In Q4 2019, the average monthly charge for fibre connections increased by $1 PPP (1%) while the price of cable fell by $1 PPP (1%). The average subscription of copper-based broadband grew by $3 PPP (5%). The average monthly charge for residential broadband services overall also increased by 2% from the previous quarter to reach $93 PPP.
The average bandwidth provided to residential subscribers increased by 5% compared to Q3 2019. The boost was caused by the increase in bandwidth provided over cable and fibre networks. In Q4 2019, the average download speeds over cable increased by just over 1%, with DOCSIS3.1 rollouts still playing a role. In the same period, the average download speeds over fibre grew by 2%, from 290Mbps to 297Mbps.
In Q4 2019, the combined average cost per Mbps on broadband packages provided over the three technologies remained almost unchanged – it dropped slightly from $0.41 in Q3 2019 to $0.40 in Q4 2019. At the same time, the average cost per Mbps over copper increased by just over 2%, while it dropped by 3% for cable and decreased by 2% for fibre. In terms of the cost per Mbps copper remains the most expensive technology.
In Q4 2019, the average monthly charge for standalone business broadband was $218, which is a 4% increase from the previous quarter. The average monthly charge went up by just over 1% for cable and remained relatively unchanged for fibre, while in the case of copper it jumped by 21%.
At the same time, the combined average bandwidth grew by 10% and stood at 205Mbps. This was mainly caused by the boost in the average speed over cable and fibre connections increasing by 2% and 6% respectively. Copper maintained the same average download speed of 10Mbps compared to the previous quarter.
At the end of Q4 2019, the average combined cost per Mbps for business broadband packages dropped by 4% and stood at $1.06. In comparison with Q3 2019, copper connections became considerably more expensive – their cost per Mbps went up 20%. The average cost of cable connections remained static over the same period while the cost of fibre dropped by 6%.
In this section, we have compared the average subscription charges and corresponding bandwidths in different regions across the world. All prices are quoted in international US dollars at PPP rates to allow direct comparison between regions.
Asia-Pacific retained its dominant position in terms of average bandwidth as operators in the region continue to push fibre services. In Q4 2019, the average bandwidth in this region was 469Mbps. Western Europe and Southeast Asia followed with 293Mbps and 292Mbps respectively, as deployments of VDSL, G.fast and FTTH/P continued. North America, where DOCSIS3.0, DOCSIS3.1 and FTTH/P rollouts are ongoing, followed with 275Mbps.
Middle East and Africa, where operators are focusing on mobile markets and technologies, had the lowest average fixed broadband download speed at 60Mbps. Due to the limited supply of fixed broadband, it was also the most expensive region. With still relatively low fixed broadband penetration, Latin America followed as the second most expensive market offering the second lowest average bandwidth at 108Mbps.
In Q4 2019, the lowest priced business tariffs were offered in Western Europe and North America. While being the fourth most expensive market, Asia-Pacific offered the highest average download speeds at 405Mbps with an average cost per Mbps of $1.09. In comparison, in Western Europe and North America the average cost per Mbps stood at $0.41 and $0.59 respectively, with the average bandwidth being 285Mbps in the former and 245Mbps in the latter.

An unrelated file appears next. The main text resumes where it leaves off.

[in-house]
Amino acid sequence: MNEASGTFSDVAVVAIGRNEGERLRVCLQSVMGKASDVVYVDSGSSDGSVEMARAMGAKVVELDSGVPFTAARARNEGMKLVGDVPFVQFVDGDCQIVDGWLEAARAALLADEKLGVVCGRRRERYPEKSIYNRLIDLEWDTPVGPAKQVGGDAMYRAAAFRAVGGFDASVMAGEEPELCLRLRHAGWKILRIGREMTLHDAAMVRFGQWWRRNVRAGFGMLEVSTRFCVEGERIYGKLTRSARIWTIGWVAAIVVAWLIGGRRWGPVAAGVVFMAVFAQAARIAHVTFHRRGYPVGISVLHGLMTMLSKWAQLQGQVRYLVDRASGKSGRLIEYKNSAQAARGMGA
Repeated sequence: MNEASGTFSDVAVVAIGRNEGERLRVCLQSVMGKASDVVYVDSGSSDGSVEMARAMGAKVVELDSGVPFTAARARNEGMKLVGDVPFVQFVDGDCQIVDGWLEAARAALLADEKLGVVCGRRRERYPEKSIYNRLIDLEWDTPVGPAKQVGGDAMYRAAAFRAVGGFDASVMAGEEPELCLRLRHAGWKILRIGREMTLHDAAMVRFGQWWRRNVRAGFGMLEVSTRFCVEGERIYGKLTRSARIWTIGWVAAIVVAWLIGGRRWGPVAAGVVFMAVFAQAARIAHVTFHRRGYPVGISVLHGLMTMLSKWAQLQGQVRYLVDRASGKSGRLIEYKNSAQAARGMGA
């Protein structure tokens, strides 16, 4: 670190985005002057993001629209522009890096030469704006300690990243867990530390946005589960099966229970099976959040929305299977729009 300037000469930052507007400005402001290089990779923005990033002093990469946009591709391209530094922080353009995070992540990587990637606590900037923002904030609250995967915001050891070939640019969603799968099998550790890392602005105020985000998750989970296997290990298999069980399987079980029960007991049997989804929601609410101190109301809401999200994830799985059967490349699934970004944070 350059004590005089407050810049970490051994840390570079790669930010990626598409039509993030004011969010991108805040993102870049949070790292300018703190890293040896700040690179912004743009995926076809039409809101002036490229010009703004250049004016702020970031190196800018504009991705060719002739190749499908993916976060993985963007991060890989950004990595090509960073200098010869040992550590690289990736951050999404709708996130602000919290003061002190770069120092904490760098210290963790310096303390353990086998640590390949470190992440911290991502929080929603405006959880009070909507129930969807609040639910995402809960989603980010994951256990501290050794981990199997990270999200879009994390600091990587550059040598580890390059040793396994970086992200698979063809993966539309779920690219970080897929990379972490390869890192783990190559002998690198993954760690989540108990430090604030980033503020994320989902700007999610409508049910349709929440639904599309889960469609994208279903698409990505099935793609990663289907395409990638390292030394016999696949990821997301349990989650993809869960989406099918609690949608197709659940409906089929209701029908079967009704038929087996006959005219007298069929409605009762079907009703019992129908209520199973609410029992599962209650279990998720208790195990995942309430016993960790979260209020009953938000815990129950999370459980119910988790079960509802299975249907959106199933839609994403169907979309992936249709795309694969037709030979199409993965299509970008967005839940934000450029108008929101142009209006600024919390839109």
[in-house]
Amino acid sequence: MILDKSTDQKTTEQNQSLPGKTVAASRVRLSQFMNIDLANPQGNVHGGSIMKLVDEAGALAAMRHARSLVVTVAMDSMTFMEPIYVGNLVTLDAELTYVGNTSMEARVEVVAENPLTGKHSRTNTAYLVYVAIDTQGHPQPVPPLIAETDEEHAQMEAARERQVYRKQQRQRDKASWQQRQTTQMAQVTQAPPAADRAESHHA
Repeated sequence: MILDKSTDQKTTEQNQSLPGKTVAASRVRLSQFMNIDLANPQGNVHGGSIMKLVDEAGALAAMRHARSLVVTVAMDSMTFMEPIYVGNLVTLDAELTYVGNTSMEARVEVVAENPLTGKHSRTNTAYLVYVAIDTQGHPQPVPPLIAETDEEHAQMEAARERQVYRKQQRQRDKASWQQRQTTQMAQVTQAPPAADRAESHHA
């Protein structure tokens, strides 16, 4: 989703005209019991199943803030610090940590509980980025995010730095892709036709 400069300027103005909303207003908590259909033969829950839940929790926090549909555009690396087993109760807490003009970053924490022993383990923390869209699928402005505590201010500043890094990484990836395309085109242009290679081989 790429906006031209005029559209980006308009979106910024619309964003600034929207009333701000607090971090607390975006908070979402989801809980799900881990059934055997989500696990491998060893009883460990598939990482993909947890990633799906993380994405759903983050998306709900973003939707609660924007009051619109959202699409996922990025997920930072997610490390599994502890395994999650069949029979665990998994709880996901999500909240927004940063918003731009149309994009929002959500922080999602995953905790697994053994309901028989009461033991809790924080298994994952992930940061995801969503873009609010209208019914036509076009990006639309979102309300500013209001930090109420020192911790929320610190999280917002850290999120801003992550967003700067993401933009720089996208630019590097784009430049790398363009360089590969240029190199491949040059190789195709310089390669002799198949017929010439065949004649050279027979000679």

To more directly represent the operator tariffs we collate, we have consolidated the tariff benchmark spreadsheets into a single file. This is available to subscribers to the Broadband Operators and Tariffs service – click here to access the full file.
A current data set of tariffs can be downloaded from our Broadband Operators and Tariffs service website at any time, and users can conduct their own analysis using this data.
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The monthly rental prices have been analysed in terms of local currency and equivalent USD costs.
As of Q1 2007, a full set of tariff information is available for download as part of Point Topic’s Broadband Operators and Tariffs Service. The data set contains the most up-to-date tariff information including such details as monthly rental, connection speed, equipment cost and service features. In Q1 2007, Point Topic began providing end of quarter tariff updates from the database, which clients may use for their own historical analysis. These are now incorporated into our benchmark report and are published simultaneously.
Entries within tariff data sets which do not have both a downstream speed and a monthly rental listed have been excluded from this analysis.
The PPP rates used are published annually by the World Bank for a selection of countries and are readily available to the public free of charge. Those PPP rates are published at the beginning of each year are used throughout the year and hence any quarterly changes in PPP rates are not taken into account during the analysis. Some retrospective adjustments to PPP rates were made during the period 2000–2010. All PPP rates during this period were updated accordingly.
This analysis is intended as a general indicator of the trends in pricing in major broadband countries. There are several additional variables that complicate the process of making a direct comparison of broadband prices. These need to be taken into account when making a more in-depth analysis:
Access to the full version of this report and our latest tariff database featuring more than 5,000 services from over 90 countries are available to subscribers of Point Topic’s Broadband Operators & Tariffs as well as Double Play and Triple Play services. To find out more, please telephone +44 (0)20 3301 3303 or e-mail email@example.com.